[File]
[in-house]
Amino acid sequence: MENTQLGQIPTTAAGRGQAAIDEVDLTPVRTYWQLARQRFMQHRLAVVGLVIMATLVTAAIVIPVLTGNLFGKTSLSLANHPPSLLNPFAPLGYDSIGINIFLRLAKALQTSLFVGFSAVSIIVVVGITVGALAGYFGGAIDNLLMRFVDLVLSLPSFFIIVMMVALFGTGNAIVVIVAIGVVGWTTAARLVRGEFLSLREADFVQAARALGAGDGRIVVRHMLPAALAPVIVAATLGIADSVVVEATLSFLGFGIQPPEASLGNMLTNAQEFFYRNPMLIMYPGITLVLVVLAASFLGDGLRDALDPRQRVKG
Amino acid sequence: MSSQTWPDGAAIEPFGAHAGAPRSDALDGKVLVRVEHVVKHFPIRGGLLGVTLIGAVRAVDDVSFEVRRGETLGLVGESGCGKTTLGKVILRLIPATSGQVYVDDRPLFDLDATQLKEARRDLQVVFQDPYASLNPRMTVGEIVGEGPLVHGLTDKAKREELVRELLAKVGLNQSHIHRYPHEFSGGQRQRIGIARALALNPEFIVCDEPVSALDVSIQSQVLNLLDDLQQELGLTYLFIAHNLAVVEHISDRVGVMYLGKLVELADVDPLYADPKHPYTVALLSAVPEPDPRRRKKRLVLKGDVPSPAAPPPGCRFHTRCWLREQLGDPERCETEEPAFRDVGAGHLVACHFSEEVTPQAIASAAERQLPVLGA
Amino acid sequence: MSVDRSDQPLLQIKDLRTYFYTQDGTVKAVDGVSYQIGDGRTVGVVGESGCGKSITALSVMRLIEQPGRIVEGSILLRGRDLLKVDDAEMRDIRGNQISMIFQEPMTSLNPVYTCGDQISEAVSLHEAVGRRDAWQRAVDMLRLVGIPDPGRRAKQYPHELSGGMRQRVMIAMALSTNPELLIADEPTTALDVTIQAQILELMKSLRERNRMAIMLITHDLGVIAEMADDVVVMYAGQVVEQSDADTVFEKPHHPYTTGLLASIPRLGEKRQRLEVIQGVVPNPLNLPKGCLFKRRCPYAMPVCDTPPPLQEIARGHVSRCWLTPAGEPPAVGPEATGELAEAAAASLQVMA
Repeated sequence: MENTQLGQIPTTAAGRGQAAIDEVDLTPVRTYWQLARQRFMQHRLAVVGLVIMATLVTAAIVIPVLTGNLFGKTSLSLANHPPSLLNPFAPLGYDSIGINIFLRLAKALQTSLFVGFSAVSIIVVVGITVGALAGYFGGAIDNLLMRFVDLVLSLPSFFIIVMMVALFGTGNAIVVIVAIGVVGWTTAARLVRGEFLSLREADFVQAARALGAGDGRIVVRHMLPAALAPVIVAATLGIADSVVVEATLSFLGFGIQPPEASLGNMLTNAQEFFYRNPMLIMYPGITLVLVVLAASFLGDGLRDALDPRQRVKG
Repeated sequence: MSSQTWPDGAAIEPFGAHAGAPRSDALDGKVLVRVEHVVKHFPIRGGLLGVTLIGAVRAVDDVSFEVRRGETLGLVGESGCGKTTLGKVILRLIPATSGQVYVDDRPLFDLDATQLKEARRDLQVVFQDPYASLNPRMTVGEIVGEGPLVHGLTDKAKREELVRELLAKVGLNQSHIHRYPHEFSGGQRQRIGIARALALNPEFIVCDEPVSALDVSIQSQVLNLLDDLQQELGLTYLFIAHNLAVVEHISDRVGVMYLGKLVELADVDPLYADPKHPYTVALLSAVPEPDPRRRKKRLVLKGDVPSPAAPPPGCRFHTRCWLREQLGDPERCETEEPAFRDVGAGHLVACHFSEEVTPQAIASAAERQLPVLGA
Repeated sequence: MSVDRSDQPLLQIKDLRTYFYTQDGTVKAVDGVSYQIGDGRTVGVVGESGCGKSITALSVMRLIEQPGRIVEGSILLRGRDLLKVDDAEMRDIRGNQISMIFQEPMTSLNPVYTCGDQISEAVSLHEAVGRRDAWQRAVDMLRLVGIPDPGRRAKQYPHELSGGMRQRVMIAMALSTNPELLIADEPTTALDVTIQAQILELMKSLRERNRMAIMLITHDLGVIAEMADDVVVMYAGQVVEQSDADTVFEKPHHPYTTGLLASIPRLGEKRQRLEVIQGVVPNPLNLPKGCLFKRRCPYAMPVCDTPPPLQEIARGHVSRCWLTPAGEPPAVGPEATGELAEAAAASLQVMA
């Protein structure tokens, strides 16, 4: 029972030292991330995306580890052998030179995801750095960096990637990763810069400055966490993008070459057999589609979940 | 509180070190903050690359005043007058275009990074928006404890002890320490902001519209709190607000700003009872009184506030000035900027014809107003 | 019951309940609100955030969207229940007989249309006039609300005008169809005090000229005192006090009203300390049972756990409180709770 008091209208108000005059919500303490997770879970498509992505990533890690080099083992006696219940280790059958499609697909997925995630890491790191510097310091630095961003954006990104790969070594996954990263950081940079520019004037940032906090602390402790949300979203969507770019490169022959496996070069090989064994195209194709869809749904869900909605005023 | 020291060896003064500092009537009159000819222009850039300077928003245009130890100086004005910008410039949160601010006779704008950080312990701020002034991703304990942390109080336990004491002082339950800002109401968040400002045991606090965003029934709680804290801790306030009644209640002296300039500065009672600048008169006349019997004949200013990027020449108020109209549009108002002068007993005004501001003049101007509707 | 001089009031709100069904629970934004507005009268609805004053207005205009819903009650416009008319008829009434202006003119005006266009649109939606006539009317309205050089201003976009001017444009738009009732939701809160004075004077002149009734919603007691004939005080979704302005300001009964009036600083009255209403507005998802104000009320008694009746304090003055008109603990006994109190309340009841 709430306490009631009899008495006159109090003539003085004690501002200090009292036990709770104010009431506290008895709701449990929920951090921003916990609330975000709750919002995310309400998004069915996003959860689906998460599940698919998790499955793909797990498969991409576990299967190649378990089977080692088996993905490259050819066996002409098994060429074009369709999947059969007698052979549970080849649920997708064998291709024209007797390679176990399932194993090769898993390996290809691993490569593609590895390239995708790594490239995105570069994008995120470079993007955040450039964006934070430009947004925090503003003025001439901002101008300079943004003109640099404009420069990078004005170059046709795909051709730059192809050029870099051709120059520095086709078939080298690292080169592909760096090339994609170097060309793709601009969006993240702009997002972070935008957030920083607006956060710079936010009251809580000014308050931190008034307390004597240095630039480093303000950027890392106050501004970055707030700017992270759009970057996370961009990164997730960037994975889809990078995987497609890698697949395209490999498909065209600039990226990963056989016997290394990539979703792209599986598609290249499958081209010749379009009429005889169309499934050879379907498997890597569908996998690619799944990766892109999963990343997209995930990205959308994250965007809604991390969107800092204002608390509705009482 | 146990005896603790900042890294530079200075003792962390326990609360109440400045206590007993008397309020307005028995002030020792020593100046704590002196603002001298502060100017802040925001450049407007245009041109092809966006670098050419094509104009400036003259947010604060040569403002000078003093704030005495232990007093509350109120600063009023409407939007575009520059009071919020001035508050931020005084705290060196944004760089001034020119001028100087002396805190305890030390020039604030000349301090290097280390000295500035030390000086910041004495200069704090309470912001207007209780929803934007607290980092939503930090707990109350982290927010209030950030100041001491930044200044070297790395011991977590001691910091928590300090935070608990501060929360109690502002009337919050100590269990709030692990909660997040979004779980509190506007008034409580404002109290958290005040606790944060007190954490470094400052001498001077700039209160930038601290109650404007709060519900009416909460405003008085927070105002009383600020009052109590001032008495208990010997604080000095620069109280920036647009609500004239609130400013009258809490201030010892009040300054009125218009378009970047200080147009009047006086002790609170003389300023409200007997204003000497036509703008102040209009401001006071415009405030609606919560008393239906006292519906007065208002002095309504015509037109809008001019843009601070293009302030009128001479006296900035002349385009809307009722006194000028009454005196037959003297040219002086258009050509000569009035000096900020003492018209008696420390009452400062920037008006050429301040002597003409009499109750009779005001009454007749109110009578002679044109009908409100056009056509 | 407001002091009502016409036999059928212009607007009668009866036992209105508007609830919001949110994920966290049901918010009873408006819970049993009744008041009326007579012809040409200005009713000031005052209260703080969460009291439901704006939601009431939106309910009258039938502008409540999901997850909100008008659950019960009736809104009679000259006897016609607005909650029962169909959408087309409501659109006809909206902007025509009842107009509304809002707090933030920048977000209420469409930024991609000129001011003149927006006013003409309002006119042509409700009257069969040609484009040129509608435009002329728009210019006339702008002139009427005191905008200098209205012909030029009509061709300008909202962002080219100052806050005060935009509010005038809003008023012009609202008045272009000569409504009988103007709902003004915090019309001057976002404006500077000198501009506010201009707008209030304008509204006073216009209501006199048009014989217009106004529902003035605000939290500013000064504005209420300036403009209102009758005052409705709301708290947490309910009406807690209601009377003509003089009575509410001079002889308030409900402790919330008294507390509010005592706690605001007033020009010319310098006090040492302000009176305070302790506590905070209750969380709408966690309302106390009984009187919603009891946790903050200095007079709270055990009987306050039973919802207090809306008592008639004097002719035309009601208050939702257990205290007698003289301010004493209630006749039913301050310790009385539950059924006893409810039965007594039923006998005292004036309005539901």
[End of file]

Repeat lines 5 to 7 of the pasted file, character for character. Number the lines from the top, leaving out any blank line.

Repeated sequence: MENTQLGQIPTTAAGRGQAAIDEVDLTPVRTYWQLARQRFMQHRLAVVGLVIMATLVTAAIVIPVLTGNLFGKTSLSLANHPPSLLNPFAPLGYDSIGINIFLRLAKALQTSLFVGFSAVSIIVVVGITVGALAGYFGGAIDNLLMRFVDLVLSLPSFFIIVMMVALFGTGNAIVVIVAIGVVGWTTAARLVRGEFLSLREADFVQAARALGAGDGRIVVRHMLPAALAPVIVAATLGIADSVVVEATLSFLGFGIQPPEASLGNMLTNAQEFFYRNPMLIMYPGITLVLVVLAASFLGDGLRDALDPRQRVKG
Repeated sequence: MSSQTWPDGAAIEPFGAHAGAPRSDALDGKVLVRVEHVVKHFPIRGGLLGVTLIGAVRAVDDVSFEVRRGETLGLVGESGCGKTTLGKVILRLIPATSGQVYVDDRPLFDLDATQLKEARRDLQVVFQDPYASLNPRMTVGEIVGEGPLVHGLTDKAKREELVRELLAKVGLNQSHIHRYPHEFSGGQRQRIGIARALALNPEFIVCDEPVSALDVSIQSQVLNLLDDLQQELGLTYLFIAHNLAVVEHISDRVGVMYLGKLVELADVDPLYADPKHPYTVALLSAVPEPDPRRRKKRLVLKGDVPSPAAPPPGCRFHTRCWLREQLGDPERCETEEPAFRDVGAGHLVACHFSEEVTPQAIASAAERQLPVLGA
Repeated sequence: MSVDRSDQPLLQIKDLRTYFYTQDGTVKAVDGVSYQIGDGRTVGVVGESGCGKSITALSVMRLIEQPGRIVEGSILLRGRDLLKVDDAEMRDIRGNQISMIFQEPMTSLNPVYTCGDQISEAVSLHEAVGRRDAWQRAVDMLRLVGIPDPGRRAKQYPHELSGGMRQRVMIAMALSTNPELLIADEPTTALDVTIQAQILELMKSLRERNRMAIMLITHDLGVIAEMADDVVVMYAGQVVEQSDADTVFEKPHHPYTTGLLASIPRLGEKRQRLEVIQGVVPNPLNLPKGCLFKRRCPYAMPVCDTPPPLQEIARGHVSRCWLTPAGEPPAVGPEATGELAEAAAASLQVMA